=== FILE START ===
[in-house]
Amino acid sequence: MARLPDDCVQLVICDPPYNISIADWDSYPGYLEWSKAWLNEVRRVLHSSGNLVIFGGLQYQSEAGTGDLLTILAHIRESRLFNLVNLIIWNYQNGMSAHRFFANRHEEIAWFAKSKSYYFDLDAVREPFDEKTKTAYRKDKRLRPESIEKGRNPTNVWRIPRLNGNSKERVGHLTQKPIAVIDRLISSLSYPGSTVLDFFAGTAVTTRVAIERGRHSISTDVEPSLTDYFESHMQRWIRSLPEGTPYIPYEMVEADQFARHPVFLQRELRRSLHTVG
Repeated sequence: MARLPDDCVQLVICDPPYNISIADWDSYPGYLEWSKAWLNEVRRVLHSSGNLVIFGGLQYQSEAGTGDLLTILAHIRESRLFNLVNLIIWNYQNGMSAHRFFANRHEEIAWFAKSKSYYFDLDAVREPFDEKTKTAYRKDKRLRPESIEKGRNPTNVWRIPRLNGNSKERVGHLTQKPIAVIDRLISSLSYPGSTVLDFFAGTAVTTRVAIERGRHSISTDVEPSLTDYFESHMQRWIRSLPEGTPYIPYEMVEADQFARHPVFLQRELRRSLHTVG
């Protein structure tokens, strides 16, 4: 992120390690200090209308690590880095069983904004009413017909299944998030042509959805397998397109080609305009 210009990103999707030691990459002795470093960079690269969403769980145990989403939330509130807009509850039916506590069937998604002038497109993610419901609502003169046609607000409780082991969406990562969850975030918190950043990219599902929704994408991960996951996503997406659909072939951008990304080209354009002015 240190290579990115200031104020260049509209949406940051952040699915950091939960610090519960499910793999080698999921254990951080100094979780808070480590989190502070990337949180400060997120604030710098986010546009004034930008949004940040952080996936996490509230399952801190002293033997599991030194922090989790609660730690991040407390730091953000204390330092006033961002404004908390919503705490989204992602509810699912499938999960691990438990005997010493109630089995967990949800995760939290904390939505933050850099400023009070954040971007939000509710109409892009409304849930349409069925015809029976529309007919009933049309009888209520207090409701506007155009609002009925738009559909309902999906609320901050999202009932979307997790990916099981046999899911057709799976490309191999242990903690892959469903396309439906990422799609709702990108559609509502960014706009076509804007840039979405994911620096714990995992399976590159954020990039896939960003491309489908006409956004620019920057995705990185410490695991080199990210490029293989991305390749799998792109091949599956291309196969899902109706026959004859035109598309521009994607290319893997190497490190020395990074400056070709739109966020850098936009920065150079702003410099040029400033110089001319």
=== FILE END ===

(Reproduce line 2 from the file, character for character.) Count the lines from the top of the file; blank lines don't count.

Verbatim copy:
Amino acid sequence: MARLPDDCVQLVICDPPYNISIADWDSYPGYLEWSKAWLNEVRRVLHSSGNLVIFGGLQYQSEAGTGDLLTILAHIRESRLFNLVNLIIWNYQNGMSAHRFFANRHEEIAWFAKSKSYYFDLDAVREPFDEKTKTAYRKDKRLRPESIEKGRNPTNVWRIPRLNGNSKERVGHLTQKPIAVIDRLISSLSYPGSTVLDFFAGTAVTTRVAIERGRHSISTDVEPSLTDYFESHMQRWIRSLPEGTPYIPYEMVEADQFARHPVFLQRELRRSLHTVG